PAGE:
13756 patients with inflammatory bowel disease and 71672 matched controls were included in the analysis, and of these 139 patients and 165 controls developed venous thromboembolism. Overall, patients with inflammatory bowel disease had a higher risk of venous thromboembolism than did controls (hazard ratio 3·4, 95% CI 2·7–4·3; p less than 0·0001; absolute risk 2·6 per 1000 per person-years). At the time of a flare, however, this increase in risk was much more prominent (8·4, 5·5–12·8; p less than 0·0001; 9·0 per 1000 person-years). This relative risk at the time of a flare was higher during non-hospitalised periods (15·8, 9·8–25·5; p less than 0·0001; 6·4 per 1000 person-years) than during hospitalised periods (3·2, 1·7–6·3; p=0·0006; 37·5 per 1000 person-years).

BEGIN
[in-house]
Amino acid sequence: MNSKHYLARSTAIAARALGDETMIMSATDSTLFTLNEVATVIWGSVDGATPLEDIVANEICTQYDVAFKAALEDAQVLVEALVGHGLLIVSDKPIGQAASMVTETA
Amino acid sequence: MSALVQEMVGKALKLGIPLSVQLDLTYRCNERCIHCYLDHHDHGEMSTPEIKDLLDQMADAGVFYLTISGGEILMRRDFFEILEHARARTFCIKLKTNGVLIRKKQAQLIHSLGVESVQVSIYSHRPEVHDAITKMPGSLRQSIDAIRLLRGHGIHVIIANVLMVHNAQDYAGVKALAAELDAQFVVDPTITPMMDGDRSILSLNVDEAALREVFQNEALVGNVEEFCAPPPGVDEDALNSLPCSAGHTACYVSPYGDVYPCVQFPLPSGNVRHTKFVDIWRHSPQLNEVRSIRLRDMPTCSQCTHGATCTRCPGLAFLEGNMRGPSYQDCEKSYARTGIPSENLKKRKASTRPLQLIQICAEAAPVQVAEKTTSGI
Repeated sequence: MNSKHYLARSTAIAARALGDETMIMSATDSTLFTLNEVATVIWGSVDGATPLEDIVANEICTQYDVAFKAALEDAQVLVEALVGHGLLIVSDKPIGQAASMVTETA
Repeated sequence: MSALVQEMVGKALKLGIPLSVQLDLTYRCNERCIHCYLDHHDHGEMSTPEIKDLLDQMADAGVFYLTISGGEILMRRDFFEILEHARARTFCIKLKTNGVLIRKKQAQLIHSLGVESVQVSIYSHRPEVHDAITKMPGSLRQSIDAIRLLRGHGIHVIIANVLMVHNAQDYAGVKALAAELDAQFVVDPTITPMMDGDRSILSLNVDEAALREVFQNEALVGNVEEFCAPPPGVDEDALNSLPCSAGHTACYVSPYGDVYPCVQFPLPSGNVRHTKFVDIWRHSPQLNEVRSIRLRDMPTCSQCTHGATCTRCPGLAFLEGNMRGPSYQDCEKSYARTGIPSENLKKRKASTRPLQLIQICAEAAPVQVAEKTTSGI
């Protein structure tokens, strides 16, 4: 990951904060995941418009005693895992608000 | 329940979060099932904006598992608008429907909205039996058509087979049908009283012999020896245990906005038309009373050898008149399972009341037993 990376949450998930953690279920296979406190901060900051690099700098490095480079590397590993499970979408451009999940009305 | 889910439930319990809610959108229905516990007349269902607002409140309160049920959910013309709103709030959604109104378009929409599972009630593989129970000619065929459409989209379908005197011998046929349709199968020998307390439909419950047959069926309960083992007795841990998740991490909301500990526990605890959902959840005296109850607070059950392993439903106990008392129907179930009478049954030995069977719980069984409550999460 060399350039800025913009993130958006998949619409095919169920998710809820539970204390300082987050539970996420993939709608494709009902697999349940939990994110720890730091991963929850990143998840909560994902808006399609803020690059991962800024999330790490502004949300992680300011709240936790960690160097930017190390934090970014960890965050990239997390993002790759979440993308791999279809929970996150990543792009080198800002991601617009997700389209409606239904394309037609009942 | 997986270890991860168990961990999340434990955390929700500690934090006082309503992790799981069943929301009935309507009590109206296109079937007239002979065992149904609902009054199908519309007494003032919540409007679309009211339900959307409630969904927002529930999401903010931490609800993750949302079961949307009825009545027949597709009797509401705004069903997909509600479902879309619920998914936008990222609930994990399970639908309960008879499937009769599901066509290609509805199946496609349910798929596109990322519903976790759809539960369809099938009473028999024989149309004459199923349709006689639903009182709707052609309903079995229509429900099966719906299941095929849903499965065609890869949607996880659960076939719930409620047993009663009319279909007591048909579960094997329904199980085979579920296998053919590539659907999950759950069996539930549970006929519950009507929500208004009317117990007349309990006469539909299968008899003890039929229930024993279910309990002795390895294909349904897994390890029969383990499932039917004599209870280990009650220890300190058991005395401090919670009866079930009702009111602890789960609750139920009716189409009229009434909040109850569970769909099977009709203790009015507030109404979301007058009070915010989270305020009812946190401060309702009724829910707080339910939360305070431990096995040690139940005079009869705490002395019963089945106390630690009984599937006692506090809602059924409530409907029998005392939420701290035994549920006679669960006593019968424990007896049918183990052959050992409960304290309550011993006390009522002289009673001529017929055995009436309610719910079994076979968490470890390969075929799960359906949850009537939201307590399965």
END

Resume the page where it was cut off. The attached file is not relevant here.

So let's see if I understand this. IBD in general carries an increased risk of VTE. That risk is even higher during an active flare. But why was the difference between patients with and without a flare less in hospitalized patients? Perhaps because other VTE risk factors inherent in just being hospitalized may dilute out the difference.

IBD must be an under-appreciated VTE risk because it isn't talked about all that much. It deserves inclusion on the list of usual suspects such as hereditary thrombophilia, cancer, severe acute respiratory disease, etc. I also have to wonder how many patients are deprived of chemical prophylaxis because of a perceived risk of GI bleeding.

H/T to Clinical Cases and Images.

Friday, March 05, 2010

Diagnosis of lung cancer in patients hospitalized with pneumonia

From the Green Journal:

Results